On Saturday afternoon, more than 100 literary buffs descended on the Rockridge Library and squeezed their way into a crowded upstairs meeting room to celebrate the winners of PEN Oakland’s 2010 Josephine Miles Literary Awards.
PEN International, a Nobel Prize-winning organization devoted to defending freedom of expression, was founded in 1921. PEN Oakland (dubbed the “Blue Collar PEN” by The New York Times) was founded in 1989 by Ishmael Reed and co-founders Floyd Salas, Claire Ortalda and Reginald Lockett. The Oakland chapter was created as a “multicultural” conclave to “promote works of excellence by writers of all cultural and racial backgrounds and to educate both the public and the media as to the nature of multicultural work.”
The year after its first meeting (which was convened at Oakland’s Asmara Restaurant) the chapter launched the Josephine Miles Literary Award — named in honor of a UC professor who was instrumental in advancing the work of many young poets. PEN Oakland added a Literary Censorship Award in 1997 “to challenge censorship within the literary culture of the US, by the media, by the government and by special interest groups.”
This year’s winners were: Andrena Zawinski for “Something About,” Etel Adnan for “Master of the Eclipse,” Mitch Horowitz for “Occult America: The Secret History of How Mysticism Shaped Our Nation,” Clifton Ross for “Translations From Silence: New and Selected Poems,” Ivan J. Houston for “Black Warriors: The Buffalo Soldiers of World War II: Memories of the Only Negro Infantry Division to fight in Europe,” Manuel Ruben Delgado for “The Last Chicano,” and Maria Espinosa for “Dying Unfinished.”
Delgado laughed as he recalled how “I used to be famous for a year-and-a-half — about 50 years ago” and then proceeded to note how the world has changed. “What happened to the word ‘Chicano’?” he asked. “I grew up as a Chicano. Now the only words you hear these days are Latino and Hispanic.”
Maria Espinoza explained the surprising impetus behind her novel. “I had a complicated relationship with my mother,” Espinoza began. “She had an affair with my husband.” After a shocked gasp from the audience, Espinosa confessed: “Dealing with this has taken two novels. And it will probably take a third.”
After award plaques had been handed out, it was time for the Reginald Lockett Lifetime Achievement Award, which was shared by author and professor Vance Bourjaily and “Investigative Satirist” Paul Krassner.
Vance Bourjaily, has been described as one of the “Three Musketeers” of America’s Post-war literary renaissance — a trio composed of Bourjaily, Norman “The Quick and the Dead” Mailer and Jim “From Here to Eternity” Jones. Sadly, Bourjaily died in September, following a fall at his Greenbrae home. He was 87. Bourjaily’s wife, Yasmin Mogul, accepted the PEN honor and offered a wealth of stories about her colorful mate. She recalled a fleeting moment they shared many years ago watching children play in the filtered light of an empty building. “The image stayed with me but Vance, he turned it into a 600-page novel.”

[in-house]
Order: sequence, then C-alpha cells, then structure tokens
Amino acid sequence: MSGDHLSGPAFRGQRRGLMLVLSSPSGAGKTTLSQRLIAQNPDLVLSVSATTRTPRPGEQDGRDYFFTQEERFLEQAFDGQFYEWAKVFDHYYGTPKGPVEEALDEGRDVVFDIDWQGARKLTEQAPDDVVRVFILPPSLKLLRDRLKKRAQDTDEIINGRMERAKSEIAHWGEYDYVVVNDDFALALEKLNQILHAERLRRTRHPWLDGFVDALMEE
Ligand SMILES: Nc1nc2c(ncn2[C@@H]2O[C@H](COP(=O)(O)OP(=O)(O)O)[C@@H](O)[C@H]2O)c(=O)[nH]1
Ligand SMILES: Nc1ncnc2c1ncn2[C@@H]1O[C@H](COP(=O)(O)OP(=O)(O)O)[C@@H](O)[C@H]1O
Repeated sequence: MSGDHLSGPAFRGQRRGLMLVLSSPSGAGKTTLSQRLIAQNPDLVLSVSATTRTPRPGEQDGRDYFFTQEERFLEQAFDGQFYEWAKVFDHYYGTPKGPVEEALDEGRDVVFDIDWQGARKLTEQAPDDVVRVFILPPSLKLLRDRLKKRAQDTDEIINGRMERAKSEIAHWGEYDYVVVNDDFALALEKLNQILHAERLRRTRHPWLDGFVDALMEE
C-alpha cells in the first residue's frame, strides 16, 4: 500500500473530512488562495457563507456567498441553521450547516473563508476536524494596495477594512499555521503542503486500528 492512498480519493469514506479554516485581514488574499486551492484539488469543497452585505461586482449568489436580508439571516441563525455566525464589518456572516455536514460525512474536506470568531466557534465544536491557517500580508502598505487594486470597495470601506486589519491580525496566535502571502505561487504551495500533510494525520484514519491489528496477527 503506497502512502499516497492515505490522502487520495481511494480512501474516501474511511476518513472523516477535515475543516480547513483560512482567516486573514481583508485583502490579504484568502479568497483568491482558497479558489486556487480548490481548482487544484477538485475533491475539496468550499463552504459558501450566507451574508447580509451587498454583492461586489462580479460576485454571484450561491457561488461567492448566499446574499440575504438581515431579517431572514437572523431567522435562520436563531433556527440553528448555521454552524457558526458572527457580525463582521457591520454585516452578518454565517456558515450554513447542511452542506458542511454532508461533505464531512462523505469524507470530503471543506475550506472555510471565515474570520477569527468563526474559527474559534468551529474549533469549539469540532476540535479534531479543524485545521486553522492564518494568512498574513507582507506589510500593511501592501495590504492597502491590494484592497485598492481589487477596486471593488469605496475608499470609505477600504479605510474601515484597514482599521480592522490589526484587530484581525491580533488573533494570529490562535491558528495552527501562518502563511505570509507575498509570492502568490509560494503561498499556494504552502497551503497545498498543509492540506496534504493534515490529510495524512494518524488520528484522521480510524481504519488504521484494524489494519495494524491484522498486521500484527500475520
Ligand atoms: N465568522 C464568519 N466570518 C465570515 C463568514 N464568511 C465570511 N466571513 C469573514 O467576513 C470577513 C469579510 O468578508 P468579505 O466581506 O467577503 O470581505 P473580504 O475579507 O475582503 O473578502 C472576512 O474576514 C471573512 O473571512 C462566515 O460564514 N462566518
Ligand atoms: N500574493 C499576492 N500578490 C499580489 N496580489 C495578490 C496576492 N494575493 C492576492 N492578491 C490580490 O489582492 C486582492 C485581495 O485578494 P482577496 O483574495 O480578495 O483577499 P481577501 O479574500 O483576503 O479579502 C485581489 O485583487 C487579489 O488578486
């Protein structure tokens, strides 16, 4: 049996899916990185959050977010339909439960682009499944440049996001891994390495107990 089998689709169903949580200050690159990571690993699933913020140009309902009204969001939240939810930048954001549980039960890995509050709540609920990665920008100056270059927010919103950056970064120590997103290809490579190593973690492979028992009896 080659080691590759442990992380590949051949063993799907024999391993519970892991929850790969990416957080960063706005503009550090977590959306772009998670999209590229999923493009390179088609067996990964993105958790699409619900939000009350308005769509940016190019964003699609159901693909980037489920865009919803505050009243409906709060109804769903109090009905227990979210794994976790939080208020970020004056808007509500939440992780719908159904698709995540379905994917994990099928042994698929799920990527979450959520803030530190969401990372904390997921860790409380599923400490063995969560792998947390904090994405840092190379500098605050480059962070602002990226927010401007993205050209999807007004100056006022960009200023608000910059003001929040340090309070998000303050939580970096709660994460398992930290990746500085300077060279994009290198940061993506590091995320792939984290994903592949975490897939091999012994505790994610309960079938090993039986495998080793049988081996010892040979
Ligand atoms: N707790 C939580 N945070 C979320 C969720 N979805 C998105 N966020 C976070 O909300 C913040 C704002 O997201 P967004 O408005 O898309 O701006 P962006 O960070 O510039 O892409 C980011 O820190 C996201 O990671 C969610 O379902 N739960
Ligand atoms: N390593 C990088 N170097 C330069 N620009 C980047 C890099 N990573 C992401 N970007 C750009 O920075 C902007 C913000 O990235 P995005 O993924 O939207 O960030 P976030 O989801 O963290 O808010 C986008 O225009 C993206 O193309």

PEN Oakland director and poet Gerald Nicosia introduced Paul Krassner as founder of The Realist, cofounder of the Yippies, confederate and editor for Lenny Bruce, and the author of a half-dozen books. Nicosia added a little-known note from Krassner’s long counter-cultural resume (which includes the accolade, “Court Jester to the Revolution”). During a stint as a radio DJ in New York, Krassner got into trouble for broadcasting advice on safe and professional abortion services. Krassner’s advocacy drew the attention of the authorities and resulted in a New York court trial. This trial, Nicosia noted, eventual lead to the historic Supreme Court ruling, Roe versus Wade, which legalized the choice option for America’s women.
Krassner was the crowd’s favorite. The applause that erupted as he hobbled toward the podium quickly gave way to a standing ovation (and what better way to salute a stand-up comic?). Despite turning 78 in April, Krassner still radiates the same boyish exuberance that has endeared him to readers and cabaret crowds for more than five decades. Krassner’s only concession to age would appear to be the sturdy cane he leans on, but his bum leg is not a sign of aging — it’s the legacy of a police beating he sustained in the Sixties.
As the author of “Confessions of a Raving, Unconfined Nut” and other counter-culture classics, Krassner admitted some embarrassment at receiving the honor. “After spending most of my life as an iconoclast,” he said, he found it strange that he has come to be “treated as an icon.” But he expressed his deep appreciation for one aspect of the award. “I’m thankful that his plaque is not being awarded posthumously.” Krassner spoke about his current project: “Writing my first, long-awaited (at least by me) novel.” He related how he had complained to a friend that writing a novel is such an intense, creative process. “Why is it so hard?” his friend asked. “You’ve spent your whole life making thing up.” “Yes,” Krassner replied, “but that was journalism!”
Finally, the PEN Censorship Award was presented to Oakland journalist and media watchdog Richard Prince, whose unique and indispensible thrice-weekly column on underreported media news (“Journal-isms”), appears on the website of the Maynard Institute (created to honor the legacy of Oakland Tribune Editor Robert C. Maynard).
Once again, Oakland’s PEN has done itself proud. For more information on the winners, you can go online to: www.penoakland.com
(L to R) Yasmin Mogul, Elizabeth Nunez, Aldrena Zawinski, Maria Espinosa, Clifton Ross, Mitch Horowitz, Paul Krassner and Manuel Ruben Delgado.